She was a cousin of Ora Ray Baker, the wife of Inayat Khan. Her brother, Albert Baker, was a lawyer who apprenticed under Franklin Pierce while Pierce was a US Congressman.
Father: Mark Baker (b. 2-May-1785, d. 6-Oct-1865) Mother: Abigail Bernard Ambrose Baker (b. 13-Apr-1784, d. 21-Nov-1849) Brother: Samuel Baker (b. 8-Jul-1808) Brother: Albert Baker (attorney, b. 5-Feb-1810, d. 1841 kidney infection) Brother: George Sullivan Baker (b. 7-Aug-1812) Sister: Abigail Tilton (b. 15-Jan-1816) Sister: Martha Smith Baker (b. 19-Jan-1819) Husband: George Washington Glover (b. circa 1818, m. 11-Dec-1843, d. 27-Jun-1844 yellow fever) Son: George Washington Glover, Jr. (b. 12-Sep-1844) Husband: Daniel Patterson (dentist, b. circa 1818, m. 21-Jun-1853, sep. 1866, div. 1873, d. 1896) Husband: Asa Gilbert Eddy (salesman, b. circa 1819, m. 1-Jan-1877, d. 2-Jun-1882, heart failure) Son: Ebenezer J. Foster Eddy (homeopath, b. 1847, adopted 1888)
High School: Holmes Academy, Plymouth, NH High School: Woodman-Sanbornton Academy, Sanbornton Bridge, NH
Christian Science Monitor Founder (1908) Founded Religion (1879) National Women's Hall of Fame 1995 English Ancestry Scottish Ancestry
Rotten Library Page: Mary Baker Eddy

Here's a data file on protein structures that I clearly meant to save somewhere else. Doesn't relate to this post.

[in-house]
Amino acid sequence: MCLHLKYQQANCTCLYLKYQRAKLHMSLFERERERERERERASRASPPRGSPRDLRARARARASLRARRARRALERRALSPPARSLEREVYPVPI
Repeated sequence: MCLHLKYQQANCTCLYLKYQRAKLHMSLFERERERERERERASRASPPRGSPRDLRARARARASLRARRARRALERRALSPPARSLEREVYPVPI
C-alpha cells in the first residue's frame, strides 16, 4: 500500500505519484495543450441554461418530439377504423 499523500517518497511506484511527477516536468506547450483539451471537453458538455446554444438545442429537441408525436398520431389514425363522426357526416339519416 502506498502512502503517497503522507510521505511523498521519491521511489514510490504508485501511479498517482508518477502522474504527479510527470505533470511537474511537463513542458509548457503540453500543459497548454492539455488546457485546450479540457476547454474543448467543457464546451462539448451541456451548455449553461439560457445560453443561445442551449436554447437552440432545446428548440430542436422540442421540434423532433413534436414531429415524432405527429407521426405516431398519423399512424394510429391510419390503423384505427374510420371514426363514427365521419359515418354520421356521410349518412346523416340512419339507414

Author of books: Science and Health (1875) Christian Healing (1880) The People's God (1883) Historical Sketches of Metaphysical Healing (1885) Defence of Christian Science (1885) No and Yes (1887) Rudiments and Rules of Divine Science (1887) Unity of Good and Unreality of Evil (1888) Retrospection and Introspection (1891, memoirs) Rudimental Divine Science (1894) Manual of the Mother Church (1895) Pulpit and Press (1895) Miscellaneous Writings (1897) Christian Science versus Pantheism: And Other Messages to the Mother Church (1898) Christian Healing and the People's Idea of God (1908) Poems (1910) Prose Works Other Than Science and Health with Key to the Scriptures (1925, posthumous)
Mary Baker Eddy's Timeline
July 16, 1821
Bow, Merrimack, New Hampshire, United States
September 12, 1844
January 1, 1877
Lynn, Essex, MA
December 10, 1910
Chestnut Hill, Middlesex, Massachusetts, United States